The Gwinnett sheriff’s office hopes to hire more than 100 new employees next year — and on Monday asked county officials to find the money to make it work.
Representatives from the sheriff’s office — which runs the local jail, serves warrants and provides security at government buildings — were among those from several county departments who will make their annual budget pitches this week. Overall, the agency’s proposed 2019 budget of more than $102 million would represent a roughly 6 percent increase over this year’s budget.
A significant chunk of the would-be increase is accounted for by requests to create 105 new positions. Those jobs would include about 72 full-time deputies who would work at the jail, the county justice center or in the field.
The rest of the proposed positions would include jobs like “administrative support associates,” cooks and an IT associate to help with new body cameras.
“We’re stressed,” Chief Deputy Billy Walsh said of the current staffing situation.
The jail’s year-to-date population of 2,346 is already higher than 2017’s mark, Walsh said, which was several hundred higher than 2016. He attributed the increase to the fact that county and city police departments are “staffing back up” and thereby have more manpower to investigate cases and to make arrests.
About half of the new deputy positions proposed would provide security at the new expansion at the Gwinnett Justice and Administration Center, on which construction is already underway.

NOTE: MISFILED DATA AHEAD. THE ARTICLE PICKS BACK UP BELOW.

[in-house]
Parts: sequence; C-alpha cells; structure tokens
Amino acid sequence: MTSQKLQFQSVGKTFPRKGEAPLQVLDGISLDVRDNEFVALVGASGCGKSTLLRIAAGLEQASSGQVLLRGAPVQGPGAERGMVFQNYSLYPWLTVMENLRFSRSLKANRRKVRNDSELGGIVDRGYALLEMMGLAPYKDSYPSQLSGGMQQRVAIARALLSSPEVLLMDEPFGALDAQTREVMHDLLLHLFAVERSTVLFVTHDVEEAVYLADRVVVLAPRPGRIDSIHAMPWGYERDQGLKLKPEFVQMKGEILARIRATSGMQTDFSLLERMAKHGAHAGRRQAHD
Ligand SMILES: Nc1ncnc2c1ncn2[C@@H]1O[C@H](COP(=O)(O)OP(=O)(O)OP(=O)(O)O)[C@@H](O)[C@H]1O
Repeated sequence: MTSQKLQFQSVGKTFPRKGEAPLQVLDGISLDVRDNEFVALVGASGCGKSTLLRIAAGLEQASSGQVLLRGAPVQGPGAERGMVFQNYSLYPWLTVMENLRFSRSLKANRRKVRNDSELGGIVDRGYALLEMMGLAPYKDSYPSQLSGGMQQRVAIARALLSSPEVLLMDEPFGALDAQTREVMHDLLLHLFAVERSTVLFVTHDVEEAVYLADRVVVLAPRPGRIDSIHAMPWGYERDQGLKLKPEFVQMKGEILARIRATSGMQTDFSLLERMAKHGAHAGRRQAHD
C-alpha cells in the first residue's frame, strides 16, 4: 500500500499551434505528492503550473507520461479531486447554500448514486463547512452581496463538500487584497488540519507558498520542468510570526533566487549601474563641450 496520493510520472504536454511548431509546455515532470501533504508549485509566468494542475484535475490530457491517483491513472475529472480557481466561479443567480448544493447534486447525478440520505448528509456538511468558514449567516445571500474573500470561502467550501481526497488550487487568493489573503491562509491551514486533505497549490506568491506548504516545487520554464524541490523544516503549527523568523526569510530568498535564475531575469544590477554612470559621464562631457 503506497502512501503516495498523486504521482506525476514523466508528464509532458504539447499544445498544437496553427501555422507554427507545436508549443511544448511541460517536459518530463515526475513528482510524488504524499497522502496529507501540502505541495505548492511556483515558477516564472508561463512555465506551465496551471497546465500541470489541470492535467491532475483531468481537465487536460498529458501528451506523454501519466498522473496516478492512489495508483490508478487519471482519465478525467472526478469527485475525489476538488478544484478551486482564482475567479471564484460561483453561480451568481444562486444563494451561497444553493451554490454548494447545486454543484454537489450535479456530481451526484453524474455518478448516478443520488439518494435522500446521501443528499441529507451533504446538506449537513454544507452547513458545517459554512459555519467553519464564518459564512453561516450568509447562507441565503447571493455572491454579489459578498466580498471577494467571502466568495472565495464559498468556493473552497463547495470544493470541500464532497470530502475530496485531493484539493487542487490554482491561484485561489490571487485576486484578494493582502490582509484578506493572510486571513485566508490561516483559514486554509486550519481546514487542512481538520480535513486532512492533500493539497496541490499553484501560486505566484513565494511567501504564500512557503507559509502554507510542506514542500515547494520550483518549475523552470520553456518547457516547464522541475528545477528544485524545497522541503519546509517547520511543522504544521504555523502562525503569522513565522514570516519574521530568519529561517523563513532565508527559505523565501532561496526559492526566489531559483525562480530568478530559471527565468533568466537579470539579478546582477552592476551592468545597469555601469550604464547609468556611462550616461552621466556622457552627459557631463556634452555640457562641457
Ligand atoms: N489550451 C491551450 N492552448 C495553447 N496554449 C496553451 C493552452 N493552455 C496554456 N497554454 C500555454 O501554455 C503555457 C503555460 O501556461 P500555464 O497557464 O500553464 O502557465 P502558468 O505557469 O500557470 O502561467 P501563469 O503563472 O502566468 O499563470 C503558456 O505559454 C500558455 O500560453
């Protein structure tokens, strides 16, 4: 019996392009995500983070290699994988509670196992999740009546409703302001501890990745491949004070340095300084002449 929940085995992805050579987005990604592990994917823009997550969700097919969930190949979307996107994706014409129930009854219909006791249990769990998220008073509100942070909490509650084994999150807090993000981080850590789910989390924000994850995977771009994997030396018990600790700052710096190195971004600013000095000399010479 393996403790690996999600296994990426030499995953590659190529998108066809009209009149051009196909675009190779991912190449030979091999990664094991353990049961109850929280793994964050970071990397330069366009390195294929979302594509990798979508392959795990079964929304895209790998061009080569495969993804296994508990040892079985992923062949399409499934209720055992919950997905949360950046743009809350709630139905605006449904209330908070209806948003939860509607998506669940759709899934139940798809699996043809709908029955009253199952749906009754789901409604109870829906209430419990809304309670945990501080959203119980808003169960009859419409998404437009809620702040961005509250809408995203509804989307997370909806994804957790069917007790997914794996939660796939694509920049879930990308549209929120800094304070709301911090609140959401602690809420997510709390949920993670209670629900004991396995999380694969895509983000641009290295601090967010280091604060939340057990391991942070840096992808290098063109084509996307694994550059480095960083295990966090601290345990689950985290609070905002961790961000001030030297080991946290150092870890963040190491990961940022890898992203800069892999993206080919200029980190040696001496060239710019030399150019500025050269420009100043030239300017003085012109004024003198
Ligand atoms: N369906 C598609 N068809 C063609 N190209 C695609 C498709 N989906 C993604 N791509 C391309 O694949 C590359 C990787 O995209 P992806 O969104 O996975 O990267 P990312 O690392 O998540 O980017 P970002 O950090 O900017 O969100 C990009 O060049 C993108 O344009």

The staffing increases proposed Monday would cost about $6 million, Walsh said.
He and fellow Chief Deputy Lou Solis were quick to point out that, over the last several years, the sheriff’s office has only been cleared to create about a dozen new positions.
The sheriff’s office is currently authorized for 768 positions.
The agency also requested just over $2 million to fund operations related to the federal 287(g) program, a controversial program that gives local law enforcement agencies some of the powers of immigration officials. The figure requested Monday was about $300,000 more than what was requested for 287(g) for the current year’s budget.
Gwinnett has become one of the most prolific communities in the nation in terms of arresting and placing holds for Immigration and Customs Enforcement on people they believe could be in the country illegally.
Just under 5,700 “encounters” under the 287(g) program were reported in Gwinnett County in 2017, according to stats previously provided by ICE. That figure accounted for more than one-fifth of all such encounters in the United States.
The 653 “removals” reported under 287(g) in Gwinnett in 2017 accounted for about 11 percent of the national total.
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